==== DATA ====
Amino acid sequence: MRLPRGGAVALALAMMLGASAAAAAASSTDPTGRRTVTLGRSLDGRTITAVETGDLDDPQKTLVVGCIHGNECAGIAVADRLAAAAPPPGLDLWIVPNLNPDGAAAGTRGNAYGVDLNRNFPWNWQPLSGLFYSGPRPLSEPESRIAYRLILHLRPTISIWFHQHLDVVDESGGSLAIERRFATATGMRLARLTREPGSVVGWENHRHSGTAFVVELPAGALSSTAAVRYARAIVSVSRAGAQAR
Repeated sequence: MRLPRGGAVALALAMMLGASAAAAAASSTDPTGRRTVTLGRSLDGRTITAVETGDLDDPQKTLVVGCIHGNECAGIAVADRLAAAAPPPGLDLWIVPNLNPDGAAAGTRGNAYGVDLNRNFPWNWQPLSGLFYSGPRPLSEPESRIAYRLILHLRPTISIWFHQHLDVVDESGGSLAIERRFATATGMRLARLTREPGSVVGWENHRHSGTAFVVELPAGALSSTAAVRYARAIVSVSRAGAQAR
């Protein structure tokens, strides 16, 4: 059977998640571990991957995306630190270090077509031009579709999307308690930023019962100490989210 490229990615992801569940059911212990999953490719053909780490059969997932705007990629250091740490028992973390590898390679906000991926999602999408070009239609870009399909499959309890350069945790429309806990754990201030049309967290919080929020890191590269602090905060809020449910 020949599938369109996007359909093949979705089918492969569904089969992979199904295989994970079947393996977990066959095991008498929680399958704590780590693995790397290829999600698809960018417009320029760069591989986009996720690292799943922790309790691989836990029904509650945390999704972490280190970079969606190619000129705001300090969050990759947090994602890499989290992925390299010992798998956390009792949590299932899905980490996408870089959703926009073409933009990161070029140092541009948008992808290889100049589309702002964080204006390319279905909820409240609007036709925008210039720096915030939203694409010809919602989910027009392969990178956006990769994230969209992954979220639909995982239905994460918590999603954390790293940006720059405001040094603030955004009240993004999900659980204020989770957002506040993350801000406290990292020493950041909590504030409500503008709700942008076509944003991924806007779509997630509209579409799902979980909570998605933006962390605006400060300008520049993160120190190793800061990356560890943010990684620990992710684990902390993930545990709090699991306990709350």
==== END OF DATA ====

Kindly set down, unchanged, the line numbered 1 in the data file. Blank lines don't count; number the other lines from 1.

Amino acid sequence: MRLPRGGAVALALAMMLGASAAAAAASSTDPTGRRTVTLGRSLDGRTITAVETGDLDDPQKTLVVGCIHGNECAGIAVADRLAAAAPPPGLDLWIVPNLNPDGAAAGTRGNAYGVDLNRNFPWNWQPLSGLFYSGPRPLSEPESRIAYRLILHLRPTISIWFHQHLDVVDESGGSLAIERRFATATGMRLARLTREPGSVVGWENHRHSGTAFVVELPAGALSSTAAVRYARAIVSVSRAGAQAR